The project of the ‘independent’ Orthodox Church of Ukraine has officially collapsed because of an internal struggle for power and influence.
Published on South Front, June 20, 2019
On June 20, the local synod of the Ukrainian Orthodox Church (Kyiv Patriarchate) officially decided to restore the entity outside the Orthodox Church of Ukraine. It also repealed the order of the bishops’ council as of December 15, 2018.
“It was not a local synod, but gathering of signatures of the bishops, one priest and two laity on conditional elimination of Ukrainian Orthodox Church (Kyiv Patriarchate) under the demand of Archbishop of Constantinople and Ecumenical Patriarch Bartholomew I,” the synod’s draft regulation reads.
The document says that that the Ukrainian Orthodox Church (Kyiv Patriarchate) is registered by the state body and continues its existence. Patriarch Filaret is the head of the religious establishment. He can keep this position for life.
The local synod especially noted that the organization “still owns all the property (movable and immovable) bought for its own means or passed to it by state bodies of local administrations. All the bank accounts remain the accounts of Kyiv patriarchy as a legal entity.” This move became an important confirmation of the open secret – leaders of the “independent” Ukrainian church saw it as a tool to expand own influence and achieve own economic goals.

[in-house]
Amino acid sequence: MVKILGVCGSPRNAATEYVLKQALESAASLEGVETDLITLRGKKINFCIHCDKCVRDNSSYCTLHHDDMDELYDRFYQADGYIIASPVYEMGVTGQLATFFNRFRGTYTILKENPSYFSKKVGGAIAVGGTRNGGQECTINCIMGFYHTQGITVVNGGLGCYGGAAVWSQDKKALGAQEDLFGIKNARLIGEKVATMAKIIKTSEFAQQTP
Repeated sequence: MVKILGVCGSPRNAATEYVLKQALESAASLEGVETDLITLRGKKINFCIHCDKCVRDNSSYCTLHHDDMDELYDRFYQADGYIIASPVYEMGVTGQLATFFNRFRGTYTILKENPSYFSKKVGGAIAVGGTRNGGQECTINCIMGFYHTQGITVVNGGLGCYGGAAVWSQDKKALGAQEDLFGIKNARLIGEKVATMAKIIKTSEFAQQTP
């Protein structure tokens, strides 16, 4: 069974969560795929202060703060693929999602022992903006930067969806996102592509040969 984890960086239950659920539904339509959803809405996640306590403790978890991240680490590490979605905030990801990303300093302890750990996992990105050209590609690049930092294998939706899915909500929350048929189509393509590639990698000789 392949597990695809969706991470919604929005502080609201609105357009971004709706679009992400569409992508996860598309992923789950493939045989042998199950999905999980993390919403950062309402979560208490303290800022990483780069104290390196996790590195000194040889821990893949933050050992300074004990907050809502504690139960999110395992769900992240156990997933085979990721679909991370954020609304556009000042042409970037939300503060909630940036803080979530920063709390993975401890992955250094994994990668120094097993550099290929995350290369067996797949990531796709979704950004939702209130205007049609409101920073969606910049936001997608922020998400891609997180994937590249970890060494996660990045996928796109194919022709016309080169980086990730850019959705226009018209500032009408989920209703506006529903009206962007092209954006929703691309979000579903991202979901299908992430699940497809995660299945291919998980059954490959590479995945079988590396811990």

Two noncanonical entities, the Ukrainian Orthodox Church (Kyiv Patriarchate) and the Ukrainian Autocephalous Orthodox Church dissolved declared that they had dissolved themselves and established a new entity, the Orthodox Church of Ukraine, during the so-called unification council on 15 December 2018. This move allowed the Ecumenical Patriarchate of Constantinople to provide the Orthodox Church of Ukraine with a tomos of autocephaly on January 5, 2019. Filaret – the Patriarch of the Ukrainian Orthodox Church (Kyiv Patriarchate) – became the honorary Patriarch of the newly created entity. However, Constantinople remained the only local canonical church that recognized it.
The current situation is a result of the conflict for power between Filaret and Metropolitan Epiphany, the current head of the Orthodox Church of Ukraine. On June 11, Filaret claimed that, according to initial agreements, he had to become be the de-facto head of the OCU, while Metropolitan Epiphany should be a kind of ceremonial bystander. Nonetheless, this did not happen. So, two politicians started a large-scale standoff for power.
The decision of the Ukrainian Orthodox Church (Kyiv Patriarchate) to separate from the Orthodox Church of Ukraine marked de-facto collapse of the project to establish some kind of “independent Ukrainian Orthodox Church” under the patronage of the Kiev government and its Western sponsors. Actions of Filaret also placed in question the tomos of autocephaly, which the entity had received from Constantinople.
The attempt to unite non-canonical Ukrainian entities in order to establish them as the main religious-political force in Ukraine failed.